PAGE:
The National Federation of Independent Business on Monday lashed out at the IRS over a “schizophrenic” rule that penalizes small businesses that choose to compensate employees for health care-related expenses rather than provide group health insurance, throwing its weight behind repeal efforts in Congress.

Expert Analysis

  • Top 3 Cybersecurity Misconceptions

    Cybersecurity is an issue that should be top-of-mind for all companies. But there are three misconceptions that can put companies at significant risk. In this video, Foley & Lardner LLP partner Michael Overly discusses these misconceptions and how companies should change their approaches to cybersecurity.

  • DOJ Sends Warning To Political Campaigns And Super PACs

    Robert Higdon

    It doesn’t get much worse than having your mother lie for you, being turned in by your own party and receiving an active federal prison sentence. But, while all the political operatives in the country get a good laugh at Tyler Harber’s expense, we should not miss the importance of the prosecution. It is the first of many investigations into the world of big money politics, says Robert Higdon, a partner at Williams Mullen and former... (continued)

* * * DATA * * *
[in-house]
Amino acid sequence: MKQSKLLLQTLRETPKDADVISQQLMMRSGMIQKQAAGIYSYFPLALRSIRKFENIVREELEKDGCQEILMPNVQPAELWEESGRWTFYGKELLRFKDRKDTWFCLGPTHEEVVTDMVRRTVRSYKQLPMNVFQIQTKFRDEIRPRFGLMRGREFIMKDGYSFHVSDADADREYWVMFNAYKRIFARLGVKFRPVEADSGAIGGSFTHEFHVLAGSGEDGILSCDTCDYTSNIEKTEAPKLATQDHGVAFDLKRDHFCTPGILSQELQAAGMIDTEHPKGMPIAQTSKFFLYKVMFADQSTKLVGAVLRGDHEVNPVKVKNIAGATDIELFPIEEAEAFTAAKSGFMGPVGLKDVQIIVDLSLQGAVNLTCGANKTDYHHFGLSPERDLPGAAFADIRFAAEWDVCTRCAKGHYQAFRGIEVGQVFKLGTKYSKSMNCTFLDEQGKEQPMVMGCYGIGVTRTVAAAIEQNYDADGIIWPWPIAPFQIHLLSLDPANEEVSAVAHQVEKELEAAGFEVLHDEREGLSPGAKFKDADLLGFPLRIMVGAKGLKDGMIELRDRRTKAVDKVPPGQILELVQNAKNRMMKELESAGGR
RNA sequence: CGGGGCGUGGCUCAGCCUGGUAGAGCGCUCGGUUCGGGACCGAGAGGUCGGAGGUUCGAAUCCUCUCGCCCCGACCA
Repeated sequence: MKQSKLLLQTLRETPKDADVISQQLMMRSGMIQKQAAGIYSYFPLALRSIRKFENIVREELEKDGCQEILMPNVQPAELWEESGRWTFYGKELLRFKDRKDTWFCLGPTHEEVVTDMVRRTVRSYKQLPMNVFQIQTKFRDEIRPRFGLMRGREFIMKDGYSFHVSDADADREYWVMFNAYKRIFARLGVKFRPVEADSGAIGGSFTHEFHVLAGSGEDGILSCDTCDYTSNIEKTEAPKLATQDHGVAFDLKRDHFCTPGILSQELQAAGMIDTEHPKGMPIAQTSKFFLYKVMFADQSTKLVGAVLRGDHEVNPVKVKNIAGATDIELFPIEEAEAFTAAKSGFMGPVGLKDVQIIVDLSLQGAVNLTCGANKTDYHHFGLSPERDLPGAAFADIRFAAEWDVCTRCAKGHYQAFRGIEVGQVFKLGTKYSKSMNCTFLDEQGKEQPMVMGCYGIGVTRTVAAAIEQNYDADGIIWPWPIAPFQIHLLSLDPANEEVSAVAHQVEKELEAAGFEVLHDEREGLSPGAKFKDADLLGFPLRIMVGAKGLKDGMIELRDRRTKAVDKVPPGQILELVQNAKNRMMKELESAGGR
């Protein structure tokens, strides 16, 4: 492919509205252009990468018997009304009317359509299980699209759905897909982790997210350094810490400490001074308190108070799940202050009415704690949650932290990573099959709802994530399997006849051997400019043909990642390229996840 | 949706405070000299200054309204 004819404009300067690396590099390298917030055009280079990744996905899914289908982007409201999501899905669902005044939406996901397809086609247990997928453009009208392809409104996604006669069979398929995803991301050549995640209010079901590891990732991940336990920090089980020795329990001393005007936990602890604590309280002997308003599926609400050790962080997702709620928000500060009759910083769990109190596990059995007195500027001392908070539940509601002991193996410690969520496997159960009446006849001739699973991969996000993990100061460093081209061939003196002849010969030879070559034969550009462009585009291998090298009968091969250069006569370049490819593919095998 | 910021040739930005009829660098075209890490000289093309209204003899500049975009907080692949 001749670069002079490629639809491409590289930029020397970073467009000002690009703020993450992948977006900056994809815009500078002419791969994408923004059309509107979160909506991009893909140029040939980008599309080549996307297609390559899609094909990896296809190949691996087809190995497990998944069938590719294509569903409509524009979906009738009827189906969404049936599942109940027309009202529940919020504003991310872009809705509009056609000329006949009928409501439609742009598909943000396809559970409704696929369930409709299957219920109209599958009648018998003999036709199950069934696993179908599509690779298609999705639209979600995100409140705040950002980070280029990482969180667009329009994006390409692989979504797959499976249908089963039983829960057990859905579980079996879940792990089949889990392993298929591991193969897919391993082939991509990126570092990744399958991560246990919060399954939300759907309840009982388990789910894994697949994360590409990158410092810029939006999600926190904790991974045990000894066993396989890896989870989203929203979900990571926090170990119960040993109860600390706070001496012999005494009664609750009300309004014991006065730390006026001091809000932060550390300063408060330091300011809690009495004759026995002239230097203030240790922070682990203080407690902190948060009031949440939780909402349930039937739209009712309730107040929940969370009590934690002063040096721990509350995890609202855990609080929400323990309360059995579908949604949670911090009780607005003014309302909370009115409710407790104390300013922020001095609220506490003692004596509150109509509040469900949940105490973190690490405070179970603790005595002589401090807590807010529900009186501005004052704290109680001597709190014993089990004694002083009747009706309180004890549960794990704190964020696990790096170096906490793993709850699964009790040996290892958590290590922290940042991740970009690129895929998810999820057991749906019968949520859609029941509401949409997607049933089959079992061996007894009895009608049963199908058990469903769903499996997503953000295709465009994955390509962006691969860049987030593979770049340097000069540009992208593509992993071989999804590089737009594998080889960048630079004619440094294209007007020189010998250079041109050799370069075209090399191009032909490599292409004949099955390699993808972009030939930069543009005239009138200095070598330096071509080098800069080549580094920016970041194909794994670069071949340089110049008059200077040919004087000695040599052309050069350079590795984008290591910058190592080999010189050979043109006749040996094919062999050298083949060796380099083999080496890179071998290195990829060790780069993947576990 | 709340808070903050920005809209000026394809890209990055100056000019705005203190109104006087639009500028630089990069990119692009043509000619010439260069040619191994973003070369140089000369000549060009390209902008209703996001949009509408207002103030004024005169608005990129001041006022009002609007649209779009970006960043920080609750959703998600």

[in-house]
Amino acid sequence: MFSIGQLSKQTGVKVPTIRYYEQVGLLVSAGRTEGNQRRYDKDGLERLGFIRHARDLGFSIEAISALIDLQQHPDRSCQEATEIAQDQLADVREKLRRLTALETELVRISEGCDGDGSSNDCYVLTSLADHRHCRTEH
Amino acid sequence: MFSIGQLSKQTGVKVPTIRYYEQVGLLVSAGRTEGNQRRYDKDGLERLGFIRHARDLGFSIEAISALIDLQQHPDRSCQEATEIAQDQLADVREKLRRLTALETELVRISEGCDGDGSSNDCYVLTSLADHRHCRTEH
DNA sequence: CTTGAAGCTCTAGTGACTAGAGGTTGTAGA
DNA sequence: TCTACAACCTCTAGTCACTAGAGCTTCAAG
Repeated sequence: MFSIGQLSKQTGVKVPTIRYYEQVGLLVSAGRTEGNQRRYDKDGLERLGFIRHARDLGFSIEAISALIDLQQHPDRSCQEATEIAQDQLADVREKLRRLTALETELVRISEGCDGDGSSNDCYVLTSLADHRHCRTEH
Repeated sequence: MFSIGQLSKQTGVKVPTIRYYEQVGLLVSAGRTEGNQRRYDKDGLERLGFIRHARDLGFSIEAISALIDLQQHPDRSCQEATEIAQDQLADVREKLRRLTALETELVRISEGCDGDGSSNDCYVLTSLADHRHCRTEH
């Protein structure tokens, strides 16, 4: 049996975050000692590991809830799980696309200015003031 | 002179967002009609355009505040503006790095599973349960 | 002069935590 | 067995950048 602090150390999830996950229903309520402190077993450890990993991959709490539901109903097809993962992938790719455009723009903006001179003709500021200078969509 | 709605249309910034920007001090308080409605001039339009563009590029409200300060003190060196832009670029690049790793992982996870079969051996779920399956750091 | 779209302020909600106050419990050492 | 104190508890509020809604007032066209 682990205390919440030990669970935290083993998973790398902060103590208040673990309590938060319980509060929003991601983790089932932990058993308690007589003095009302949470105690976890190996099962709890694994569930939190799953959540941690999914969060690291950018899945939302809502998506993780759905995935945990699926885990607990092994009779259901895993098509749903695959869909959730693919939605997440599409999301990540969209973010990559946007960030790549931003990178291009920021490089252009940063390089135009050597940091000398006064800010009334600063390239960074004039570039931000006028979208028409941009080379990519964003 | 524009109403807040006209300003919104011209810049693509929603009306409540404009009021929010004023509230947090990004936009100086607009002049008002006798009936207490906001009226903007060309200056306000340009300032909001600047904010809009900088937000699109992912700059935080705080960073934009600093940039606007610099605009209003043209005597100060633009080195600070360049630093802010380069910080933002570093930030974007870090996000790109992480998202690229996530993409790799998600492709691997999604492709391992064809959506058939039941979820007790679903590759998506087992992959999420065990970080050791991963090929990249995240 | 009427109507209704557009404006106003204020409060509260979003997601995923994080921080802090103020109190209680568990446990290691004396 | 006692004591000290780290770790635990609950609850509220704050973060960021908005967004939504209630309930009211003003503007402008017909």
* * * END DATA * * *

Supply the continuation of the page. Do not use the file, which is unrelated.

• Proxy Access In 2015 And Beyond

    Marc S. Gerber

    While the 2015 annual meeting season is still winding down, there is no doubt that proxy access has gained considerable momentum and will remain a front-and-center corporate governance issue for the foreseeable future. For the many companies that were bystanders on the issue this proxy season, the question will be whether to act now or wait and watch for further developments, say Marc Gerber and Richard Grossman of Skadden Arps Sla... (continued)

  • A Few Lessons From FCPA Trial Of Ex-PetroTiger CEO

    Marsha Gerber

    The trial of former PetroTiger Ltd. CEO Joseph Sigelman came to an abrupt end last week after prosecutors agreed to a plea agreement that appears to include terms favorable to the ousted executive. The case garnered widespread interest in part because criminal Foreign Corrupt Practices Act cases are rarely tried — this was only the fourth FCPA prosecution in as many years to progress all the way to trial, say attorneys with Norton Rose Fulbright.

  • Capital Allocation Strategies For Audit Committee Members

    James B. Carlson